This ties in with something I’ve been wondering about a long time- what ARE the metrics you use to identify productivity?
Law firms and lawyer work is so varied. At my firm, we are contingent-fee litigators. We have noticed that the lawyers who make the most phone calls tend to have the most settlements year over year. Those guys are successful, and yet there are a very few lawyers who truly have a talent in the courtroom. Those skill sets don’t always intersect- the lawyers with the most settlements aren’t always the best trial lawyers. Of course, at other firms doing other kinds of work, such as contract work or tax, measuring “phone calls” or depositions attended would be meaningless or downright misleading.
I just keep thinking “one day, we’ll identify the things that set the most successful lawyers apart. Then we’ll train everyone else to do those core activities, and improve us all.” Hasn’t happened yet.
By Tom on 2013 04 30, 7:06 am CST
I hope that they share these programs with prospective law school students. I have been practicing for 30 years and I have always thought that a simple personality test could be used to tell a prospective law student whether he/she was making the correct career choice.
By Carrie on 2013 04 30, 8:11 am CST
I can’t tell you how much I agree! There are certain people who are not cut out to do document review and diligence—their minds cannot handle that sort of rote work. There are others who are not cut out to write appellate briefs—their minds are not sufficiently sharp to do that sort of complex analysis.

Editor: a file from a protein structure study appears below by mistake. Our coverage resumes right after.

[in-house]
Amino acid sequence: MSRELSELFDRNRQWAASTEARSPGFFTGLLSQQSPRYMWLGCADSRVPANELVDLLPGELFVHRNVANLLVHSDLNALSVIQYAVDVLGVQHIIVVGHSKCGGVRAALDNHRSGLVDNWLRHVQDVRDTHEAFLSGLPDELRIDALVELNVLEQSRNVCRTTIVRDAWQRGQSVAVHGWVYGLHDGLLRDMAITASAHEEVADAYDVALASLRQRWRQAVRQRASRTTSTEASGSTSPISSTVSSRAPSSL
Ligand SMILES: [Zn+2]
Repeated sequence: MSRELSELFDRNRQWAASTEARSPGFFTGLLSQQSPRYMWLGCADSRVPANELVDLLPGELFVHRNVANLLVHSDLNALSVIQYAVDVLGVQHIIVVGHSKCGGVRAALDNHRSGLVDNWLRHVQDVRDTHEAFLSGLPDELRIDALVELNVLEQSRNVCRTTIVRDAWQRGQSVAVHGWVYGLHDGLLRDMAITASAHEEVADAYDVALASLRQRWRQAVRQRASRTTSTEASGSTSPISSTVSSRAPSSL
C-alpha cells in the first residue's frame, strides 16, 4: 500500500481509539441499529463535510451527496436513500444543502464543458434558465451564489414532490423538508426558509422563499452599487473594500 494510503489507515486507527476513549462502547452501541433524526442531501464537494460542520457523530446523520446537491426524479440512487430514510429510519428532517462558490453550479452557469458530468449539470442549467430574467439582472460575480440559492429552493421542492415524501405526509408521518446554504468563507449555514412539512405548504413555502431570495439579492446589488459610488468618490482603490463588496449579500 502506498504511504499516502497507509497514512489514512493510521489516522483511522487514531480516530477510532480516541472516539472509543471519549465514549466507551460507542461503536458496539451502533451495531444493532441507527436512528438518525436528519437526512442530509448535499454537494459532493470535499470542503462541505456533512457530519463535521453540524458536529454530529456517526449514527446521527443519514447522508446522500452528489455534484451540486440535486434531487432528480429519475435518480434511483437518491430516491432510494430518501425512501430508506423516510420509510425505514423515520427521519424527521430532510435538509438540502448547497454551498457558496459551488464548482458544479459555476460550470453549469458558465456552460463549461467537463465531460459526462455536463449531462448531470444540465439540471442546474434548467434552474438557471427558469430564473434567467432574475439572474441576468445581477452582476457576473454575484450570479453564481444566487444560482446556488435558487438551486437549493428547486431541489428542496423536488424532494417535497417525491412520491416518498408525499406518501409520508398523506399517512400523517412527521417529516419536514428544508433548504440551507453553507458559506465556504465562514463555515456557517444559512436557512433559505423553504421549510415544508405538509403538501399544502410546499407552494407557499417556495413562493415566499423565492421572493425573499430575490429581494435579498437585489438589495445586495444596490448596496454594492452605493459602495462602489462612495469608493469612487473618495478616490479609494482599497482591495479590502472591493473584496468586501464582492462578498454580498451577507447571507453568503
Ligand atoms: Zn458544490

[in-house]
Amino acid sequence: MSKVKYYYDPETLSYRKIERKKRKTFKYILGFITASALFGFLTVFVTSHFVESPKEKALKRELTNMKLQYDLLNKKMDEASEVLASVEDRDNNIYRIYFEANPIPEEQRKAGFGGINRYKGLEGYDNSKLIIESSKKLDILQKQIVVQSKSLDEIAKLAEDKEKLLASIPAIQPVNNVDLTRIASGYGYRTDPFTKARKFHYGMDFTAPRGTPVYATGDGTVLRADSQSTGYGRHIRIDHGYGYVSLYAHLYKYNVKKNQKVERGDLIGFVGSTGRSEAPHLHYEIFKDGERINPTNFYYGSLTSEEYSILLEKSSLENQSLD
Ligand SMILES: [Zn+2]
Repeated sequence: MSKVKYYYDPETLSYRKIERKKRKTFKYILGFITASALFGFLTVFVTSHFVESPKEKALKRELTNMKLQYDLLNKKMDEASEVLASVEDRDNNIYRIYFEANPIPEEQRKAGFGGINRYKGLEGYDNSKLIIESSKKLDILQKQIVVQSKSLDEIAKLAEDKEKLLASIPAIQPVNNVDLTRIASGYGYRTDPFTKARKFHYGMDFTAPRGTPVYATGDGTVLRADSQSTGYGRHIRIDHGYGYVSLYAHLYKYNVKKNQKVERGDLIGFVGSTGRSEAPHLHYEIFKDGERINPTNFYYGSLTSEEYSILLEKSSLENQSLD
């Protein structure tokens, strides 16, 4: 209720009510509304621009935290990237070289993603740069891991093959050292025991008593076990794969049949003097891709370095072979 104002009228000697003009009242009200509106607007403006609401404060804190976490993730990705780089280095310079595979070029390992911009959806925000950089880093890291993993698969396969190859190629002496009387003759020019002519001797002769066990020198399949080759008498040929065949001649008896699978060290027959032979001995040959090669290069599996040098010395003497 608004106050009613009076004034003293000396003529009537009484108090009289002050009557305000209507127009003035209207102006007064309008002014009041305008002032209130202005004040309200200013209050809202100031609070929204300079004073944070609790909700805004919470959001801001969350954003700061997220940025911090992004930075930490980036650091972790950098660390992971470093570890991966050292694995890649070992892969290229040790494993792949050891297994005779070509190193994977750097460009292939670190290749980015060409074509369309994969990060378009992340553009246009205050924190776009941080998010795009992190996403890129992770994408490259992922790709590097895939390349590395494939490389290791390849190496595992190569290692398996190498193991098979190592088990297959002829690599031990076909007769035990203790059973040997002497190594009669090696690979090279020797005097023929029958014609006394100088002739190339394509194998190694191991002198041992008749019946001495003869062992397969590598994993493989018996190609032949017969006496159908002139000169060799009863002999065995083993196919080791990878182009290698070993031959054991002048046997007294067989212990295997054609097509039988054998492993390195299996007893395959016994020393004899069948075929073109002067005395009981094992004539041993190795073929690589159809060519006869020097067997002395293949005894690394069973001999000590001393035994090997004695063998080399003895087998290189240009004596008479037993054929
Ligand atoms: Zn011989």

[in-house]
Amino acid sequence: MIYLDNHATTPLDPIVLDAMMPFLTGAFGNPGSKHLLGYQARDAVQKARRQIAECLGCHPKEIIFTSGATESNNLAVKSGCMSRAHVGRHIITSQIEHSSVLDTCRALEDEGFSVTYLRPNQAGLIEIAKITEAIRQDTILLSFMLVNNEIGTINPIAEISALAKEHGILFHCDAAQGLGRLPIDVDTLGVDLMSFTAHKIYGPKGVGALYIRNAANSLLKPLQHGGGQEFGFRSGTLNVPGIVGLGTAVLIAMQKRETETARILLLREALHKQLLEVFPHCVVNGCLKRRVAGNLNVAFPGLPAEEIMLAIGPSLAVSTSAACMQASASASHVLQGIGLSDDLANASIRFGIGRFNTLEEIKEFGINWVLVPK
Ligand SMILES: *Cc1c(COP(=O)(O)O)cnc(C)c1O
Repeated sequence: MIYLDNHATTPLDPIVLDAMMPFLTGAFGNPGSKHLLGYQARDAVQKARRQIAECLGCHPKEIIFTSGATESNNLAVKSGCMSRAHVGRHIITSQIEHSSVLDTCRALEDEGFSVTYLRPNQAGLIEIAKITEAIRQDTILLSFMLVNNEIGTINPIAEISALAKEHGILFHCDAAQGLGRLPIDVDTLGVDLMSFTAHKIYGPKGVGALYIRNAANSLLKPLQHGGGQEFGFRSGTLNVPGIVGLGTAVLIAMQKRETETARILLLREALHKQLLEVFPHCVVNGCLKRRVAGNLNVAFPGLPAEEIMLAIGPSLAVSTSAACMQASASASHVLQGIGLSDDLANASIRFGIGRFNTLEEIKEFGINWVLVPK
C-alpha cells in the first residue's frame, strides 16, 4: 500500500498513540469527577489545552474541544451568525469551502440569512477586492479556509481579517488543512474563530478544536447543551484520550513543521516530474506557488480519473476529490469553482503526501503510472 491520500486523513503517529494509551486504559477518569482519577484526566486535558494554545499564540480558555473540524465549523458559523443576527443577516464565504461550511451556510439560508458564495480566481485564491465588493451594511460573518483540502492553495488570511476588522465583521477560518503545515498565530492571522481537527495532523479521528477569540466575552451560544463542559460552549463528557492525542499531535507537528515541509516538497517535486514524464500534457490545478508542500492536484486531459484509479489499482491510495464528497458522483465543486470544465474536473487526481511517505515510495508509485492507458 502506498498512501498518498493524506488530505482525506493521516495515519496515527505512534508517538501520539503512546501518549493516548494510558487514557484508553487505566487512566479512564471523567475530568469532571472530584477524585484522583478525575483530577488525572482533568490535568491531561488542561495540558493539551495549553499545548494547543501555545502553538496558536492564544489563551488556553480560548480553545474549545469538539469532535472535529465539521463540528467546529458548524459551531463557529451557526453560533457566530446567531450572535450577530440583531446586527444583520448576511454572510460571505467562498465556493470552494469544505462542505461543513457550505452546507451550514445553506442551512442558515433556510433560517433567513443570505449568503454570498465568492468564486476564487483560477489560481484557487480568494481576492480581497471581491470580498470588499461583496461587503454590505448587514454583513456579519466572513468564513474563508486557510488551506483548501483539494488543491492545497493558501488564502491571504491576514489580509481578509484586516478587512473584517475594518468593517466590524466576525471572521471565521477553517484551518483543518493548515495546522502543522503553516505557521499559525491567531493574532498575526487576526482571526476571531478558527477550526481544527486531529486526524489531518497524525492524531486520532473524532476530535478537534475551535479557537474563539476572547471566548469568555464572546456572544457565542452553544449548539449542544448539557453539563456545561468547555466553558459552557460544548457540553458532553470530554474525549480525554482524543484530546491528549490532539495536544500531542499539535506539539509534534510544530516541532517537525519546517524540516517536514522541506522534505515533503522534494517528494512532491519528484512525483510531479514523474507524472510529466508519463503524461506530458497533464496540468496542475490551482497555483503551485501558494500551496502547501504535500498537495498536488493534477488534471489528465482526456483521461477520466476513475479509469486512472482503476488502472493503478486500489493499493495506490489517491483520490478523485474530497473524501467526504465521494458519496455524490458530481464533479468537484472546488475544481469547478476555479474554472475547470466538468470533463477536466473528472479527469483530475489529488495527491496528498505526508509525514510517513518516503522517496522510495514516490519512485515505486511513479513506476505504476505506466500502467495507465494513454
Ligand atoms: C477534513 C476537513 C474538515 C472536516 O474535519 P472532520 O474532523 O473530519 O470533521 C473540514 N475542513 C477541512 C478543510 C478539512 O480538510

By American of African Descent on 2013 04 30, 10:12 am CST
ROLF :))) I wonder how big law manages to stay in business - with that degree of brainwashing? Soon they are going to need a computer to tell them when and where to go bathroom.
By Anna Gray on 2013 04 30, 10:38 am CST
Those who come closest to the ultimate get the interview? What about those of us who already are the ultimate?
By Island Attorney on 2013 05 02, 4:09 pm CST
Different skills, personality types and backgrounds fit different roles. Good to see this being recognized, even if it is being done by computers. If this helps firms be more productive AND helps attorneys end up in paths and positions that fit them better, then this is a win-win.
By Marc Luber of JDCOT on 2013 05 07, 10:15 am CST
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